Music is a universal language that embodies one of the highest forms of creativity. It is an immersive sonic and social phenomenon that is at once both physical and emotional. Communication takes place through the processes of musical creation, performance and response (processes which are by no means discrete from each other), and music carries multiple meanings, communal and individual, intentional and unpredictable. People turn to music every day throughout their lives to create a sense of identity, to connect with others and to express, reflect and change their emotions. Music is a pervasive feature of life. Music engagement both underpins and accompanies many of our day-to-day activities from our earliest years as well as marking the significant moments of individual and collective life.


Using the National Curriculum documents for Music as well as those regarding the EYFS and Development Matters levels, Drumbeat School has found common and universal aims, which have been incorporated to suit the needs, abilities and attainments of our pupils in a developmentally appropriate as well as progressive curriculum, which builds upon prior skills and knowledge as well as additions to their creative expressions.

A high-quality music education should engage and inspire pupils to develop a love of music and their talent as musicians, and so increase their self-confidence, creativity and sense of achievement.

As pupils progress, they should develop a critical engagement with music, allowing them to compose and to listen with discrimination to a variety of musical genres.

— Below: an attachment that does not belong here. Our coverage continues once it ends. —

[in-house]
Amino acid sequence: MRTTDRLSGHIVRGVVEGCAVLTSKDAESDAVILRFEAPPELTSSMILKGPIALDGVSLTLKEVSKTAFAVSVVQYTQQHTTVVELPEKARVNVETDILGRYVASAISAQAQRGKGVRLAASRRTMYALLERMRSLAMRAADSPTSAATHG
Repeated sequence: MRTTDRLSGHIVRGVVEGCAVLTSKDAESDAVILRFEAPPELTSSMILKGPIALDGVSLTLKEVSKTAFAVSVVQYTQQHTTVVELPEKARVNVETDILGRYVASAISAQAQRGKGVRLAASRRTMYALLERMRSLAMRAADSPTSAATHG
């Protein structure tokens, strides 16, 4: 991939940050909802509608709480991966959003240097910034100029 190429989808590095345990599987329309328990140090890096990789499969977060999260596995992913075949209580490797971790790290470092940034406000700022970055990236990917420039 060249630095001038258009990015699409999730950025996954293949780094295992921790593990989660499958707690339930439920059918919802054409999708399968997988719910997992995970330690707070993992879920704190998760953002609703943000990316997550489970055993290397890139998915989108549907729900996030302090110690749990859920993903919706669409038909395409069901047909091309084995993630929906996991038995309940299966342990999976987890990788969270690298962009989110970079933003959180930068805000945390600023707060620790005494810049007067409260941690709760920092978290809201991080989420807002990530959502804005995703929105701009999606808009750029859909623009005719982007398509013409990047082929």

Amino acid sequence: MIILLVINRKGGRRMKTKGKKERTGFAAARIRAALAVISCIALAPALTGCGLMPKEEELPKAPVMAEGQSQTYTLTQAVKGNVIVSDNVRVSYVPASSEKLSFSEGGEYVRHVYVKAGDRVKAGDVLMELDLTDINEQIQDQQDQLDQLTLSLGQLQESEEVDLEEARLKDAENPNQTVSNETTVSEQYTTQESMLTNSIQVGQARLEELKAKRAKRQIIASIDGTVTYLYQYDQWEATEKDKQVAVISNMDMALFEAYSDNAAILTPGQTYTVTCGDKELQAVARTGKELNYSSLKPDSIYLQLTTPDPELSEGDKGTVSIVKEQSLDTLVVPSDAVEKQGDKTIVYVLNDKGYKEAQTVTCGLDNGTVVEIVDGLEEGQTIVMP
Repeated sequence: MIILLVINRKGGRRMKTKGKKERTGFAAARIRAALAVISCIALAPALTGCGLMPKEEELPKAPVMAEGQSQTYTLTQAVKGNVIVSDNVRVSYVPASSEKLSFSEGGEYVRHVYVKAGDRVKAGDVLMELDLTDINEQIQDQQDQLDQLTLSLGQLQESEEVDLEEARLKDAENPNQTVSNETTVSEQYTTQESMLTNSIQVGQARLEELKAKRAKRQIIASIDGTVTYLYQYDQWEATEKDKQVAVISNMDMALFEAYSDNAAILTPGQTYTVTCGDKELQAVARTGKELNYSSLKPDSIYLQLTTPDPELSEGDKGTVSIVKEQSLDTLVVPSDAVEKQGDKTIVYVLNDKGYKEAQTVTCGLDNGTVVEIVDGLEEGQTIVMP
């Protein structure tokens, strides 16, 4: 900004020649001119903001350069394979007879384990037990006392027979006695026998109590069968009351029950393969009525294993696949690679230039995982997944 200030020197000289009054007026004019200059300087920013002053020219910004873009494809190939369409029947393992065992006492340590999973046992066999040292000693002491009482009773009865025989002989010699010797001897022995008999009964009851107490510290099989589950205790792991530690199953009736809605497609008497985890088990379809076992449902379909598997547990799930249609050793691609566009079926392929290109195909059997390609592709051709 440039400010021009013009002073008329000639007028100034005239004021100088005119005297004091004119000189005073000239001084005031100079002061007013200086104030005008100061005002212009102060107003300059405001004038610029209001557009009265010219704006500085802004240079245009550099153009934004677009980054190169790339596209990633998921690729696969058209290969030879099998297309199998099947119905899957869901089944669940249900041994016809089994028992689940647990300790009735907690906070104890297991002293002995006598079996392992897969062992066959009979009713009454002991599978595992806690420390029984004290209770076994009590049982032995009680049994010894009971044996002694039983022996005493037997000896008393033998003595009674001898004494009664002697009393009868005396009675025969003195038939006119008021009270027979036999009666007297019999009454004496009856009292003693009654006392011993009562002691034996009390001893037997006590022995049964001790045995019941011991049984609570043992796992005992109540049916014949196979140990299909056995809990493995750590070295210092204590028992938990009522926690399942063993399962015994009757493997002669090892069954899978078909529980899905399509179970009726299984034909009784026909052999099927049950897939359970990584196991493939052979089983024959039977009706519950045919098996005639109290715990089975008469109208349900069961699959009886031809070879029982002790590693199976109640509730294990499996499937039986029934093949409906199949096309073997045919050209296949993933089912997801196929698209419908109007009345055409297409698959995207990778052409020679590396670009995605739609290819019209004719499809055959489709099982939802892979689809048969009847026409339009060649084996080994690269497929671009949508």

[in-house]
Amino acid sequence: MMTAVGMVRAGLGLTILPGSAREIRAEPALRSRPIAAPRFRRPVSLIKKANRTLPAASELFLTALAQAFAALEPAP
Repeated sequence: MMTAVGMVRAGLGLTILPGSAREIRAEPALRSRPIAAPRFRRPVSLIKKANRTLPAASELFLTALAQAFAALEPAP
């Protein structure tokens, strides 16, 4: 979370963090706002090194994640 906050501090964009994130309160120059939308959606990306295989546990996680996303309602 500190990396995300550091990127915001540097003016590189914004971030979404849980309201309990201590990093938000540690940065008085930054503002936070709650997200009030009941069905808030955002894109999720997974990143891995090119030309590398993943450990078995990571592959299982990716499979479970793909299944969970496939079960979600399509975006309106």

From the very start of school-life at Drumbeat, pupils are engaged in songs, which support their transitions around the school. By linking the songs with certain areas of the school or transitions to specific lessons, the pupils become familiar with their routines. This assists the students with regulating their emotions during transition periods. Songs and music are further used to develop pupil understanding of educational concepts, such as numbers and letters.

Music is developed within an exploratory platform, to include discrete lessons, where specific skills are taught and where expression of emotions and feelings can be explored through the use of both tuned and untuned instruments as well as everyday sounds pupils would be familiar with.

As pupils develop these skills throughout their Drumbeat life, their involvement in more specific areas of music can be seen; a choir at Downham and a rock band at Brockley, the use of music as a therapy and intervention as well as part of a pupil’s own developmental engagement.

School performances, such as weekly assemblies as well as specific shows at specific times of the year, support the use of music and the involvement of as many pupils as possible, in whatever capacity they are able to attend. Individual as well as small group lessons in specific instruments are also offered, specifically the recorder, drums and the ukulele. These skills are developed through the key stages.

Therefore, the Drumbeat curriculum for music aims to ensure that all pupils have the opportunity to:

  •          Perform, listen to and respond to a wide variety of music (including sounds)
  •          Sing and create music with others
  •          To learn to play on a musical instrument
  •          Use technology to create music
  •          Understand and explore how music is created, produced and communicated; through the inter-related dimensions of pitch, duration, dynamics, tempo, timbre, texture, structure and appropriate musical notations.

Within these areas, pupils at Drumbeat will have the opportunity to progress in terms of four learning areas:

  •          Playing/performing
  •          Listening/responding
  •          Making/composing
  •          Appraising/evaluating

Music is a very creative and responsive area of the curriculum and we encourage each pupil to engage and develop from their own viewpoint and level of understanding, where skills and further concepts can be further built upon and expanded.